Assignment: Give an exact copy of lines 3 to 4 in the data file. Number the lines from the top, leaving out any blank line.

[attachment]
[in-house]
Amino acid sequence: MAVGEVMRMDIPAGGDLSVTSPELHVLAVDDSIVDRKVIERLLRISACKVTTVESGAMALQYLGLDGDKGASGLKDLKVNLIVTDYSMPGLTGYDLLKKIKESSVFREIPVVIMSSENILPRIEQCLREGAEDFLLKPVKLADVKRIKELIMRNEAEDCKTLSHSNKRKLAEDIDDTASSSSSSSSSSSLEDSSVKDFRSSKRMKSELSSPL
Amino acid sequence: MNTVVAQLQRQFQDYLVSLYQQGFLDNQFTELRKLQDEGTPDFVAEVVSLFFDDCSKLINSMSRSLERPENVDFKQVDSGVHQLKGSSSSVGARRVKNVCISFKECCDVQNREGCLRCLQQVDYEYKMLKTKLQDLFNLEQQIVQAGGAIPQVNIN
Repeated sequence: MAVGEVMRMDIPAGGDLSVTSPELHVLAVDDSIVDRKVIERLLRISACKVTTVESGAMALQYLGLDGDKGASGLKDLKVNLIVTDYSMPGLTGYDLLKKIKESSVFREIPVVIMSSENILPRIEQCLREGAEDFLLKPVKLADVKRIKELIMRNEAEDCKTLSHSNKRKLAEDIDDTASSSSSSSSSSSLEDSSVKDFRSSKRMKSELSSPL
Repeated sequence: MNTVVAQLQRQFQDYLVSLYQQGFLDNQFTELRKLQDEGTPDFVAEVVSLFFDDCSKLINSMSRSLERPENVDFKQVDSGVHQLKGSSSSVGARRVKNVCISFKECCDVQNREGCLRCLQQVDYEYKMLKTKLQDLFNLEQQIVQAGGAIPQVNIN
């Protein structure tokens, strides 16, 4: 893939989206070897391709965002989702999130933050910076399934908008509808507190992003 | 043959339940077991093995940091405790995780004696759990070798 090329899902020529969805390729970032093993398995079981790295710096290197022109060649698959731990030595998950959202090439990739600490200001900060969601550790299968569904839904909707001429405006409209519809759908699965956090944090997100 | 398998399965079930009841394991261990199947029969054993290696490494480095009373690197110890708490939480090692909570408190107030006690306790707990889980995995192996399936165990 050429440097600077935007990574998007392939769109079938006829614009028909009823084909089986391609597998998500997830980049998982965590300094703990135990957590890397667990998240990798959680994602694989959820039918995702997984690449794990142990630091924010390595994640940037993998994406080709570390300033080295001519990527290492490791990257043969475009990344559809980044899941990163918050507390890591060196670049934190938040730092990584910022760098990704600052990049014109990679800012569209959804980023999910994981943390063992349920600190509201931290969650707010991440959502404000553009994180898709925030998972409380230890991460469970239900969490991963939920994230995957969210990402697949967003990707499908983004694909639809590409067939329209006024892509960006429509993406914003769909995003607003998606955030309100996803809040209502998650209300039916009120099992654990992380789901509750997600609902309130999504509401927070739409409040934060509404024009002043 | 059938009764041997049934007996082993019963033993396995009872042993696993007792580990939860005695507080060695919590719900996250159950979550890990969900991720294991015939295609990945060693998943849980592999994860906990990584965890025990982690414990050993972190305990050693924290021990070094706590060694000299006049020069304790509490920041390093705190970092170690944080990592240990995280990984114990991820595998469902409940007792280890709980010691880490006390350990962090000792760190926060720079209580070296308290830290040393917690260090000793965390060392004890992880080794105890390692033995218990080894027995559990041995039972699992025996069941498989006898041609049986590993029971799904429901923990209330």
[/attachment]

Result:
Amino acid sequence: MNTVVAQLQRQFQDYLVSLYQQGFLDNQFTELRKLQDEGTPDFVAEVVSLFFDDCSKLINSMSRSLERPENVDFKQVDSGVHQLKGSSSSVGARRVKNVCISFKECCDVQNREGCLRCLQQVDYEYKMLKTKLQDLFNLEQQIVQAGGAIPQVNIN
Repeated sequence: MAVGEVMRMDIPAGGDLSVTSPELHVLAVDDSIVDRKVIERLLRISACKVTTVESGAMALQYLGLDGDKGASGLKDLKVNLIVTDYSMPGLTGYDLLKKIKESSVFREIPVVIMSSENILPRIEQCLREGAEDFLLKPVKLADVKRIKELIMRNEAEDCKTLSHSNKRKLAEDIDDTASSSSSSSSSSSLEDSSVKDFRSSKRMKSELSSPL